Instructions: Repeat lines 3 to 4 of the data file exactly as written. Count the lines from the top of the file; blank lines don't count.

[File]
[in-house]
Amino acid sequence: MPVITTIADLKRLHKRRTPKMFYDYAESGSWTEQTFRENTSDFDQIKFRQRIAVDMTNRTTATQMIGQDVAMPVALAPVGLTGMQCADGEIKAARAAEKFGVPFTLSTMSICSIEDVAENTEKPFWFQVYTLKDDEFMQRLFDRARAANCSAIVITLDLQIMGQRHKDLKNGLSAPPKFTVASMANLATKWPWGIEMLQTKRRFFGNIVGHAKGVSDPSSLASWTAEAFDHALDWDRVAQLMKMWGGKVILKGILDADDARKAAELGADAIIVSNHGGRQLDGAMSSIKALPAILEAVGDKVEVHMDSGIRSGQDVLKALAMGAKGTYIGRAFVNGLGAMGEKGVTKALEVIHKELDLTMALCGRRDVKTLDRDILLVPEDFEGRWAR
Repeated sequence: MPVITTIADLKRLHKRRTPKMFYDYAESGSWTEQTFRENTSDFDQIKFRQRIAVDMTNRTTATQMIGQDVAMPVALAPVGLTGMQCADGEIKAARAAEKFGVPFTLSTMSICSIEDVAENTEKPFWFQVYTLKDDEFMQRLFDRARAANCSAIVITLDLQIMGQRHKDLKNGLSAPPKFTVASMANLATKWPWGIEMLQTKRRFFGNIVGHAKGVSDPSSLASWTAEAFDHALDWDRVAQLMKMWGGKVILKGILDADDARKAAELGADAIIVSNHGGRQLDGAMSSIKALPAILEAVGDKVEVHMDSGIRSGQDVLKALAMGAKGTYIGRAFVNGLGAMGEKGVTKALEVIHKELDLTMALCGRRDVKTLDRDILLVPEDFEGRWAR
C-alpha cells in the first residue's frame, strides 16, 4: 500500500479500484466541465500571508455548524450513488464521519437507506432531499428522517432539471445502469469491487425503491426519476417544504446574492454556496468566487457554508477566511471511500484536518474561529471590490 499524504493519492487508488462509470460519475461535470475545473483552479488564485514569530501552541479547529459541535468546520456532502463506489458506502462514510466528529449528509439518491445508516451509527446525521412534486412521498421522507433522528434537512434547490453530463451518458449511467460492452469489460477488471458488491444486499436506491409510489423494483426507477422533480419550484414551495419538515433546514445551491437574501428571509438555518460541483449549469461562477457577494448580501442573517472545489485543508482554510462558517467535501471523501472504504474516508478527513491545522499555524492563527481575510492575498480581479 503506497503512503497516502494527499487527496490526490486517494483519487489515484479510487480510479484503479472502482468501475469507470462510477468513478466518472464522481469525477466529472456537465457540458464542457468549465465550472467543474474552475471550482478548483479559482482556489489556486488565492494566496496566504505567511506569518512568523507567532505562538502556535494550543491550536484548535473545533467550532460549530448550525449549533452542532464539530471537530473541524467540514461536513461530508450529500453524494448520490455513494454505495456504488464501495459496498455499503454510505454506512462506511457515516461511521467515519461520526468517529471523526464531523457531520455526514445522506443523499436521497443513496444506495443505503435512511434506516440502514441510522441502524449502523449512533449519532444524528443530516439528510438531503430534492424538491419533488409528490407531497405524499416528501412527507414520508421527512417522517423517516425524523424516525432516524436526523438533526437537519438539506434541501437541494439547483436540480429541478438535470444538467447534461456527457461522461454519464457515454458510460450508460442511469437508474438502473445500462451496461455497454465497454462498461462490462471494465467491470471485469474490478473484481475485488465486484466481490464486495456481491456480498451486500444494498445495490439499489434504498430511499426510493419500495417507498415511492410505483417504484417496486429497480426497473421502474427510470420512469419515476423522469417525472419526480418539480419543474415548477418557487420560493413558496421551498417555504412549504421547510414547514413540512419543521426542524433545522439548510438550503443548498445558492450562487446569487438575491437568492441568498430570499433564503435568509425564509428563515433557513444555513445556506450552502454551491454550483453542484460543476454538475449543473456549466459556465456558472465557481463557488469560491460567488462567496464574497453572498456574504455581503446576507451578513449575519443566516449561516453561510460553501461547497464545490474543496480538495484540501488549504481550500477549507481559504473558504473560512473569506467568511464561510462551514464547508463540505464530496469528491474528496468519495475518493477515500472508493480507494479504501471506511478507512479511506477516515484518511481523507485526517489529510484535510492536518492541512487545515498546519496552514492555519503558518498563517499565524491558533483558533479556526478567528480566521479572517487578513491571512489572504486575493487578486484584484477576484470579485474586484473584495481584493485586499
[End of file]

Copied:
Repeated sequence: MPVITTIADLKRLHKRRTPKMFYDYAESGSWTEQTFRENTSDFDQIKFRQRIAVDMTNRTTATQMIGQDVAMPVALAPVGLTGMQCADGEIKAARAAEKFGVPFTLSTMSICSIEDVAENTEKPFWFQVYTLKDDEFMQRLFDRARAANCSAIVITLDLQIMGQRHKDLKNGLSAPPKFTVASMANLATKWPWGIEMLQTKRRFFGNIVGHAKGVSDPSSLASWTAEAFDHALDWDRVAQLMKMWGGKVILKGILDADDARKAAELGADAIIVSNHGGRQLDGAMSSIKALPAILEAVGDKVEVHMDSGIRSGQDVLKALAMGAKGTYIGRAFVNGLGAMGEKGVTKALEVIHKELDLTMALCGRRDVKTLDRDILLVPEDFEGRWAR
C-alpha cells in the first residue's frame, strides 16, 4: 500500500479500484466541465500571508455548524450513488464521519437507506432531499428522517432539471445502469469491487425503491426519476417544504446574492454556496468566487457554508477566511471511500484536518474561529471590490 499524504493519492487508488462509470460519475461535470475545473483552479488564485514569530501552541479547529459541535468546520456532502463506489458506502462514510466528529449528509439518491445508516451509527446525521412534486412521498421522507433522528434537512434547490453530463451518458449511467460492452469489460477488471458488491444486499436506491409510489423494483426507477422533480419550484414551495419538515433546514445551491437574501428571509438555518460541483449549469461562477457577494448580501442573517472545489485543508482554510462558517467535501471523501472504504474516508478527513491545522499555524492563527481575510492575498480581479 503506497503512503497516502494527499487527496490526490486517494483519487489515484479510487480510479484503479472502482468501475469507470462510477468513478466518472464522481469525477466529472456537465457540458464542457468549465465550472467543474474552475471550482478548483479559482482556489489556486488565492494566496496566504505567511506569518512568523507567532505562538502556535494550543491550536484548535473545533467550532460549530448550525449549533452542532464539530471537530473541524467540514461536513461530508450529500453524494448520490455513494454505495456504488464501495459496498455499503454510505454506512462506511457515516461511521467515519461520526468517529471523526464531523457531520455526514445522506443523499436521497443513496444506495443505503435512511434506516440502514441510522441502524449502523449512533449519532444524528443530516439528510438531503430534492424538491419533488409528490407531497405524499416528501412527507414520508421527512417522517423517516425524523424516525432516524436526523438533526437537519438539506434541501437541494439547483436540480429541478438535470444538467447534461456527457461522461454519464457515454458510460450508460442511469437508474438502473445500462451496461455497454465497454462498461462490462471494465467491470471485469474490478473484481475485488465486484466481490464486495456481491456480498451486500444494498445495490439499489434504498430511499426510493419500495417507498415511492410505483417504484417496486429497480426497473421502474427510470420512469419515476423522469417525472419526480418539480419543474415548477418557487420560493413558496421551498417555504412549504421547510414547514413540512419543521426542524433545522439548510438550503443548498445558492450562487446569487438575491437568492441568498430570499433564503435568509425564509428563515433557513444555513445556506450552502454551491454550483453542484460543476454538475449543473456549466459556465456558472465557481463557488469560491460567488462567496464574497453572498456574504455581503446576507451578513449575519443566516449561516453561510460553501461547497464545490474543496480538495484540501488549504481550500477549507481559504473558504473560512473569506467568511464561510462551514464547508463540505464530496469528491474528496468519495475518493477515500472508493480507494479504501471506511478507512479511506477516515484518511481523507485526517489529510484535510492536518492541512487545515498546519496552514492555519503558518498563517499565524491558533483558533479556526478567528480566521479572517487578513491571512489572504486575493487578486484584484477576484470579485474586484473584495481584493485586499